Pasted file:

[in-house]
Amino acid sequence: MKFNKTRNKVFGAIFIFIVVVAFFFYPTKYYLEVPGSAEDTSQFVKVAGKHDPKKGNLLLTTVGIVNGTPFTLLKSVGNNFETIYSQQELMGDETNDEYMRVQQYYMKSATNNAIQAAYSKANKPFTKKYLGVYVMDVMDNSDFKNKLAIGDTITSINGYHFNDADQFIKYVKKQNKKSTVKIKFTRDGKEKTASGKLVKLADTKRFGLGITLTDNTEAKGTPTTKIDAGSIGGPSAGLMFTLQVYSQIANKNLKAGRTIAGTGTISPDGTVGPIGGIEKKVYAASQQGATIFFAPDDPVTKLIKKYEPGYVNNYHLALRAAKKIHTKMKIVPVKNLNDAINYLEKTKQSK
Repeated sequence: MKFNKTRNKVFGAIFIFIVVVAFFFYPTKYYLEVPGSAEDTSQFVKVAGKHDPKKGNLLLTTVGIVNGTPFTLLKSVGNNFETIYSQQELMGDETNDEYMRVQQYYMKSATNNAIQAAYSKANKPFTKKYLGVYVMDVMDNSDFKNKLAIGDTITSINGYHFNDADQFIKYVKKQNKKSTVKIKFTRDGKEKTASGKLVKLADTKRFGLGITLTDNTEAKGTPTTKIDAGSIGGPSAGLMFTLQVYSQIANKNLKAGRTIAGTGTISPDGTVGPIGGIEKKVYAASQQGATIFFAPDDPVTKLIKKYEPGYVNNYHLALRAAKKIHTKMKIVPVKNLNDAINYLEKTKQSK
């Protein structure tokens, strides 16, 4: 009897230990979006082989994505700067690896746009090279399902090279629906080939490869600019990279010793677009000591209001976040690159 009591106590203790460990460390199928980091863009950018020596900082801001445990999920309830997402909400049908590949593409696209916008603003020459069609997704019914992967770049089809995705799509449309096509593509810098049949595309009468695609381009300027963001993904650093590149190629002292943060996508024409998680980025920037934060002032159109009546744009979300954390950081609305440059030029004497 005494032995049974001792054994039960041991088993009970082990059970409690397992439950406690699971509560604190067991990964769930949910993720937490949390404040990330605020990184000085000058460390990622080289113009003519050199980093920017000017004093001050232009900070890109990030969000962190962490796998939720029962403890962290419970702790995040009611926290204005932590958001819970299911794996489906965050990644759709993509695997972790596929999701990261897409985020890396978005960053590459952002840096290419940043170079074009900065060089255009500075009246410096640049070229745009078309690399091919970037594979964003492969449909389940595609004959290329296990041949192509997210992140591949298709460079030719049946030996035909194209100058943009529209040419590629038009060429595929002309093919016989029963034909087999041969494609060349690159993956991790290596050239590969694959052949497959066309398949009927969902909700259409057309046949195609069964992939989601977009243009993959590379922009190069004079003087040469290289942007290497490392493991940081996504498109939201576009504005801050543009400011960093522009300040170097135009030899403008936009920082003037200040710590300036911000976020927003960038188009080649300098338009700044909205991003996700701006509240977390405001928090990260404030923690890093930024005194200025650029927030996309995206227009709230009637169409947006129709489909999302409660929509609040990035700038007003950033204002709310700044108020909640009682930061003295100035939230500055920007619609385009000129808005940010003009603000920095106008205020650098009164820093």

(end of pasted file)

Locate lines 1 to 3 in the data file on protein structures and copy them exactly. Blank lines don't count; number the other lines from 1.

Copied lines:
[in-house]
Amino acid sequence: MKFNKTRNKVFGAIFIFIVVVAFFFYPTKYYLEVPGSAEDTSQFVKVAGKHDPKKGNLLLTTVGIVNGTPFTLLKSVGNNFETIYSQQELMGDETNDEYMRVQQYYMKSATNNAIQAAYSKANKPFTKKYLGVYVMDVMDNSDFKNKLAIGDTITSINGYHFNDADQFIKYVKKQNKKSTVKIKFTRDGKEKTASGKLVKLADTKRFGLGITLTDNTEAKGTPTTKIDAGSIGGPSAGLMFTLQVYSQIANKNLKAGRTIAGTGTISPDGTVGPIGGIEKKVYAASQQGATIFFAPDDPVTKLIKKYEPGYVNNYHLALRAAKKIHTKMKIVPVKNLNDAINYLEKTKQSK
Repeated sequence: MKFNKTRNKVFGAIFIFIVVVAFFFYPTKYYLEVPGSAEDTSQFVKVAGKHDPKKGNLLLTTVGIVNGTPFTLLKSVGNNFETIYSQQELMGDETNDEYMRVQQYYMKSATNNAIQAAYSKANKPFTKKYLGVYVMDVMDNSDFKNKLAIGDTITSINGYHFNDADQFIKYVKKQNKKSTVKIKFTRDGKEKTASGKLVKLADTKRFGLGITLTDNTEAKGTPTTKIDAGSIGGPSAGLMFTLQVYSQIANKNLKAGRTIAGTGTISPDGTVGPIGGIEKKVYAASQQGATIFFAPDDPVTKLIKKYEPGYVNNYHLALRAAKKIHTKMKIVPVKNLNDAINYLEKTKQSK